Sergio Alcocer is president and chief creative officer, of LatinWorks. His progressive vision for multi-cultural marketing has made it one of the hottest creative agencies in the country, resulting in groundbreaking and award-winning work for brands such as Chevrolet, Anheuser-Busch, Mars, Wrigley and Domino’s Pizza.
Before joining LatinWorks, Sergio held positions in Mexico, Venezuela, Puerto Rico and the Dominican Republic for Leo Burnett and Young & Rubicam. As a creative leader, he's helped LatinWorks win several awards, including five Cannes Lions and served as a judge at the 2011 Cannes International Creativity Festival. While at LatinWorks, Sergio’s most notable achievements include the creation of the number one television commercial for Super Bowl 41 (Bud Light’s “Classroom”) and the second most liked TV spot in the US in 2009, according to Nielsen, (Starburst’s “Llama”).
Do you have a degree and in what field is it in? I always knew I wasn’t going to have a traditional, tie-wearing, professional job. I received my bachelor’s in political science because my parents wanted a diploma on the wall. I enjoyed my college years without the pressure of worrying what I was going to do afterwards because I started working at an ad agency my second semester of college and never looked back. Years later I completed my EMBA in creative leadership at the Berlin School of Creative Leadership, part of Germany’s Steinbeis University.
What’s the strangest request you've received from a client? There have been so many it’s hard to choose just one. But if I had to pick one it would be when I was working in the Dominican Republic in the 1980s and the owner of a bank asked me to design the obituary for his mom. But his mom was still alive in the hospital, so we didn’t have the exact hour of death for the ad. I was asked to wait in her hospital room until she passed away, so we could finish the ad and run it over to the newspapers for next-day printing.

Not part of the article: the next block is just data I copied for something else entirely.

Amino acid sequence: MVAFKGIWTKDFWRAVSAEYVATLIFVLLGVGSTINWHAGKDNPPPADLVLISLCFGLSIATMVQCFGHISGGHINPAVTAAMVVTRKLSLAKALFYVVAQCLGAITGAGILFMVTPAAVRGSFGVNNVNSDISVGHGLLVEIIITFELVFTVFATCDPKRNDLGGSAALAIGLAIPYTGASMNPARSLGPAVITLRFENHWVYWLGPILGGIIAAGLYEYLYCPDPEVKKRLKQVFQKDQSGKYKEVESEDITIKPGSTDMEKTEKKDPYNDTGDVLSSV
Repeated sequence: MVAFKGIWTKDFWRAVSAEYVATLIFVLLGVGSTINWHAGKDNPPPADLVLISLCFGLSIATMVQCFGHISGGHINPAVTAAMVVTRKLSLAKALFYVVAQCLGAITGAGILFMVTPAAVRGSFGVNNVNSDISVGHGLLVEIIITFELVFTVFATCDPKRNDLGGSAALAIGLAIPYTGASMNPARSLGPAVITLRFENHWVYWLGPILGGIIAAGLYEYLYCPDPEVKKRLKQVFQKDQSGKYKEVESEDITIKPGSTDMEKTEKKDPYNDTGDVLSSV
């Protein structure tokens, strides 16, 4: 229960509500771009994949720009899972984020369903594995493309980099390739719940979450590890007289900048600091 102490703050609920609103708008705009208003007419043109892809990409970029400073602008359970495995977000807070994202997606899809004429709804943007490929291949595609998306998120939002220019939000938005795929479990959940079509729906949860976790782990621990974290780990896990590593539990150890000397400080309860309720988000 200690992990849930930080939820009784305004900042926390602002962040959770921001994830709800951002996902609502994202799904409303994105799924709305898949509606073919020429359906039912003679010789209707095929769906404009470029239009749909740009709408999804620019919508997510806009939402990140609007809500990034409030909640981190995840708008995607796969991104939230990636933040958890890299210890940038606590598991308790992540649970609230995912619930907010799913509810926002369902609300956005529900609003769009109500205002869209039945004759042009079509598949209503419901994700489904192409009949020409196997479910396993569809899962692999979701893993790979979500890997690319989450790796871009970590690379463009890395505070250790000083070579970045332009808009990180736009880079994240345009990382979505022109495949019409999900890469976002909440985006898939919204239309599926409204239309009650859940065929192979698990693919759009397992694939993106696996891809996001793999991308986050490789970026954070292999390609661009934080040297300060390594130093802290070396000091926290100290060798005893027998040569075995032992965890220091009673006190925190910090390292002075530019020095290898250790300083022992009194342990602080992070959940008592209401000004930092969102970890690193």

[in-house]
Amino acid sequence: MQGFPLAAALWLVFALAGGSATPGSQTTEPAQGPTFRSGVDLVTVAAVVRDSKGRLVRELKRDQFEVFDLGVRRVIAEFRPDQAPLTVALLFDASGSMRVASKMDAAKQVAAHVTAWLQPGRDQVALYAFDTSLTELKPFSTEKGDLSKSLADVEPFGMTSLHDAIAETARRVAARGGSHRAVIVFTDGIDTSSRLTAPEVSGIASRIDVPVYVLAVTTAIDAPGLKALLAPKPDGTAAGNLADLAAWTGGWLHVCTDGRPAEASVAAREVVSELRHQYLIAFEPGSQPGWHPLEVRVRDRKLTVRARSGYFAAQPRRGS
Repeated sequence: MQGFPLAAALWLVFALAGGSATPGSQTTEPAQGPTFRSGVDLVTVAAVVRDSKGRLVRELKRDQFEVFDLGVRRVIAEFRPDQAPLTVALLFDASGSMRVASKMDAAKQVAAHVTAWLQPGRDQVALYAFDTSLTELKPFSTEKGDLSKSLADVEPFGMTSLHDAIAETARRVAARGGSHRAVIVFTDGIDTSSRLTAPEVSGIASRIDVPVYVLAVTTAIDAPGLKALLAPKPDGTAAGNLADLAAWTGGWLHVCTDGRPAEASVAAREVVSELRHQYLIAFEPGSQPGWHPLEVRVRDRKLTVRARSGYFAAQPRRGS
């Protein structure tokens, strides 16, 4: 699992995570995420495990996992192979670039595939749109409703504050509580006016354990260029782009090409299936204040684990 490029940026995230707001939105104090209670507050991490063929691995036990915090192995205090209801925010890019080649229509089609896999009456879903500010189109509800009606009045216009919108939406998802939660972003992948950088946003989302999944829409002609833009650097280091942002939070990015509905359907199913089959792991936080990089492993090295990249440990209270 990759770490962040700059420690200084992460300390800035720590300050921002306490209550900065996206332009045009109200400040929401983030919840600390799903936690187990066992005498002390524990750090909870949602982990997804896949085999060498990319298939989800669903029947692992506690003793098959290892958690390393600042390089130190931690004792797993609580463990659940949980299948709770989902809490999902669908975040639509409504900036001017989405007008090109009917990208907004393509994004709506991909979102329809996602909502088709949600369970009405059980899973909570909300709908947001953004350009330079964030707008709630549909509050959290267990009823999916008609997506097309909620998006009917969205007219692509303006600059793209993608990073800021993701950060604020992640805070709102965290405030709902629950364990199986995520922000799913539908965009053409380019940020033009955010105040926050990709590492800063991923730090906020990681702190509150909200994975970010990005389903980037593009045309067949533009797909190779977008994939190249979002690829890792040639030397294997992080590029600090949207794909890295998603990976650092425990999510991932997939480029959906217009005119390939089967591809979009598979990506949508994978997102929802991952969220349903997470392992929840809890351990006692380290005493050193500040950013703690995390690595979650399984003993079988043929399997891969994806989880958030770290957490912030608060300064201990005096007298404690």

If you weren’t working as a designer what would you be doing? I’d be an ex punk sensation playing small gigs in Eastern Europe or a Mexican senator.
From where do your best ideas originate? My best ideas originate when I’m listening to music; I find it very visual. I read that David Lynch describes the visual mood he wants to achieve for a scene by playing music (“this scene looks like Schostakovich's Fifteenth Symphony”). I understand exactly where he’s coming from.
How do you overcome a creative block? Experience is the best antidote. The more you do something, the easier it becomes. I’m usually working on multiple projects at a time, so if I get stuck on one thing, I work on something else; when I come back to the original project (usually after some sleep) I see things more clearly. Being tired is the enemy of creativity.
What’s your dream project (not client, but project)? I would say my dream project would be a full rebranding of the Catholic Church.
Do you read creative outlets other than graphic design? Everything can be a creative trigger. Literature, music, dance, comedy, film... and life itself. I’m an avid reader and an obsessive music fan—my vinyl collection is world class. All I do and everything I think about has to do with my passion for creative.
What’s your approach to balancing work and life? I don’t actually have an approach. My passion for life encompasses my passion for my family and my passion for my craft. I can’t separate them. There are not enough hours in a day to live two lives.
What product/gadget can you not live without? My glasses. I can’t see anything without them.
What’s your favorite quote? My favorite quote has to be the best answer I’ve heard to the oldest question: “The meaning of life is to give life meaning.”
Do you have any advice for people just entering the profession? Find a good mentor, work your butt off and don’t worry about making money because it will come if you’re talented, humble and patient.